Frustrating behavior can largely be deferred. Suggestion boxes and similar things are an easy way to push someone away. Giving them actual responsibility and then holding them to the tasks given to them can be another, if they can be trusted to do an appropriate job.
Sometimes someone who is being a busybody or similar actually does care, and they just need to be channeled into applying that caring to something productive rather than something that's creating more work for everyone else. It's also a good way to deflect any related complaints if they turn down the offer of a particular position, because you did try to give them a way to participate in how things are run. It's usually important, if you go this route, that you create a fairly constrained and specific role for them to act within, that gives them oversight but only over a specific element of the event, and where some extra attention would actually be helpful.
Toxic or even abusive behavior, particularly when it's something that can be clearly delineated in harming others or their experience at the event, is another problem entirely, and it's something that needs to be consistently addressed.
Consider a Formal Code of Conduct
If this is going to be a recurring event, and you've grown past 100 attendees, it's probably a good time to consider instituting a Code of Conduct and a related reporting structure.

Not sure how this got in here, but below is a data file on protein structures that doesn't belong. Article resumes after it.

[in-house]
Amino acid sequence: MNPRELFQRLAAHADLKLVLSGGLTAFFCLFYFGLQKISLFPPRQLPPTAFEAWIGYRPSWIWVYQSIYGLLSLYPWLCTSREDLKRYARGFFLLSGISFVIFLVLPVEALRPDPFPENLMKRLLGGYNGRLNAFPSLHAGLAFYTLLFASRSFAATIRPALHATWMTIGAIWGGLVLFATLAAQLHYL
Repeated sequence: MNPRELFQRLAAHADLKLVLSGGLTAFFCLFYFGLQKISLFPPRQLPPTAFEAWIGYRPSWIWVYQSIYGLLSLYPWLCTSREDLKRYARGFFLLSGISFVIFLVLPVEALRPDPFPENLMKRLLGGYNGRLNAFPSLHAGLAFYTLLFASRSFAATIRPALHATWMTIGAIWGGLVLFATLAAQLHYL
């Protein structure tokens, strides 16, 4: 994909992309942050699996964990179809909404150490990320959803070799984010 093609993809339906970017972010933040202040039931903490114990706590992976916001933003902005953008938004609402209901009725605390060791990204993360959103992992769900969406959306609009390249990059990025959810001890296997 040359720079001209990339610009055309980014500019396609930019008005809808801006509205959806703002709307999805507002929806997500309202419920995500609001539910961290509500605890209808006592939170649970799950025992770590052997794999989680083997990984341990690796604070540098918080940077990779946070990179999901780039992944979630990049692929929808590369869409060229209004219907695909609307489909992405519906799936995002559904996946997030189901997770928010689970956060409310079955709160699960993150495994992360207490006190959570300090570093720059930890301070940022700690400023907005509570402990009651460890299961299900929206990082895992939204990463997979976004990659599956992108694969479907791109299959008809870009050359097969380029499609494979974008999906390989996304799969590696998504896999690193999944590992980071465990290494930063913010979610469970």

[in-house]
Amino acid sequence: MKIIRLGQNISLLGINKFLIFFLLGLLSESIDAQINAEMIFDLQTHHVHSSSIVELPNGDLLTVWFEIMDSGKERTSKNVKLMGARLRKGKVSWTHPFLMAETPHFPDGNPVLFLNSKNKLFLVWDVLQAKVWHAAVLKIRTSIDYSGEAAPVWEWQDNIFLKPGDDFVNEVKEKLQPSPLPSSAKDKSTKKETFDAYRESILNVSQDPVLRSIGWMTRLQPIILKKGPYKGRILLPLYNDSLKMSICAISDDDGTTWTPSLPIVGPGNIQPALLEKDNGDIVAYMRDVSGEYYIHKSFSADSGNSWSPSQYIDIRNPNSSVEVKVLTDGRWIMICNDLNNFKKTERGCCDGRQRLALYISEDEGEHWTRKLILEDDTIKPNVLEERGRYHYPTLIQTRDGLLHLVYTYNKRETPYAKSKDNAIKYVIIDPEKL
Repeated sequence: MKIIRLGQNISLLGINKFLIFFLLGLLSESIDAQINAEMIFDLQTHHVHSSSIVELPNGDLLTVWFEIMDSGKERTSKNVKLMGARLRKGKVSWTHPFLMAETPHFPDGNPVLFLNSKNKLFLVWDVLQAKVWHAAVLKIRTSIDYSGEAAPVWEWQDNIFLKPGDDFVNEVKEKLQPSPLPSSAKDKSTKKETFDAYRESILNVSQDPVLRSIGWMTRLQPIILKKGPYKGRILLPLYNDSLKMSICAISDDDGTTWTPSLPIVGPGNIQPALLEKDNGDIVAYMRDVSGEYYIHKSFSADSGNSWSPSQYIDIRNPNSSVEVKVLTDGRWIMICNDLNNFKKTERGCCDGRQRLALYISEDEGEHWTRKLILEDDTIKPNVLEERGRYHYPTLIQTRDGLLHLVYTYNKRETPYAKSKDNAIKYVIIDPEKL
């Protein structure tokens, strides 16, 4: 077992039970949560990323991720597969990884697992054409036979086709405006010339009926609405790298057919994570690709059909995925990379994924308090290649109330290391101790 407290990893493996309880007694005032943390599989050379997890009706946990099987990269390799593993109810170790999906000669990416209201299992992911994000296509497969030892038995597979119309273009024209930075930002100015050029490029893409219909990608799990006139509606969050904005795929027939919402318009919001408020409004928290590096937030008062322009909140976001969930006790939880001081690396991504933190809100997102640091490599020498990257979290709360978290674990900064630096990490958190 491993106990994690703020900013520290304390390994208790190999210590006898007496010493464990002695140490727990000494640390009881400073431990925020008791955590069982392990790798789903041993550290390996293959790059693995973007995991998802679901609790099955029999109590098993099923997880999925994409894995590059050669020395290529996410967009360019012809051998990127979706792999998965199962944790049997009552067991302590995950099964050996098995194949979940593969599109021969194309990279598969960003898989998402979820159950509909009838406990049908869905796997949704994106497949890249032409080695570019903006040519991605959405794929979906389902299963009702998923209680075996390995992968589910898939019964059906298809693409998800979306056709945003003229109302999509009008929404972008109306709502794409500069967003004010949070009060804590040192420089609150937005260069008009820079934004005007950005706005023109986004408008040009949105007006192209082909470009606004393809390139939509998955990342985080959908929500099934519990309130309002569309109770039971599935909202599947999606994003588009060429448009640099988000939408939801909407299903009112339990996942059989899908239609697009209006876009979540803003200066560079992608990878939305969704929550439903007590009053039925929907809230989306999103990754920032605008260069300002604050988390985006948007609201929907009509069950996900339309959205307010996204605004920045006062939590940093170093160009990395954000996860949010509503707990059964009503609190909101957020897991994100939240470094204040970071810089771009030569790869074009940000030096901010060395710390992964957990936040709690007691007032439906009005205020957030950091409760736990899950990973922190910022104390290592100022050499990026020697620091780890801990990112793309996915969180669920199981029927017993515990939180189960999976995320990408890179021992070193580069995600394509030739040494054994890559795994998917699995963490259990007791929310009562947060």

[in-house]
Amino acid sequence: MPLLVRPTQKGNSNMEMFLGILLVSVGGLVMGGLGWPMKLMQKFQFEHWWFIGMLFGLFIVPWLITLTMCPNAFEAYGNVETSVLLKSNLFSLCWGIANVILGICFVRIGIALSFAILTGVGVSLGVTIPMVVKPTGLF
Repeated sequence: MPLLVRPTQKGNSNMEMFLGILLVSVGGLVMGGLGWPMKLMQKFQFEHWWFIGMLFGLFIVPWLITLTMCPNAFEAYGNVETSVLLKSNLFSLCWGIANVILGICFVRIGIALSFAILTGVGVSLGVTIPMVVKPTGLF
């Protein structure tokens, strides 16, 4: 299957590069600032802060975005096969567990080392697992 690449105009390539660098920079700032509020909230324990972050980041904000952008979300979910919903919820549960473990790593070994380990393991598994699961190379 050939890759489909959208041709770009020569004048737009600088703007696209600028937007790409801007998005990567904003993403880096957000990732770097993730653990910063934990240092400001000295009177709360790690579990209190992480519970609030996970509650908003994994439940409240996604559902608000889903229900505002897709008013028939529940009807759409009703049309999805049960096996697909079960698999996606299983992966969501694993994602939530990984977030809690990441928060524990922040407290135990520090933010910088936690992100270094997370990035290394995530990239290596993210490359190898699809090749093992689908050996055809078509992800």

People frequently mistake Codes of Conduct for being some terrible thing that impugns a community simply by being brought into existence. Instead, the ideal is that a Code of Conduct means that such behavior won't occur to begin with, and can be dealt with fairly in an organized fashion in the worst case event of something happening that does fall under it. It sets forth what you want to stand for as a community and sets an acknowledged standard for the event of expected behavior, with clearly outlined consequences for not behaving appropriately (while everyone likes to believe they are adults, not everyone chooses to act like one—or worse, they choose to abuse that expectation of appropriate behavior in order to prey on others—and the pretense that such openly acknowledged and delineated rules aren't still needed among adults is a false one in groups of strangers, even professional groups). This encourages people to come to events where they might be afraid of how they would be treated, while clearly signaling what will and won't be tolerated to others.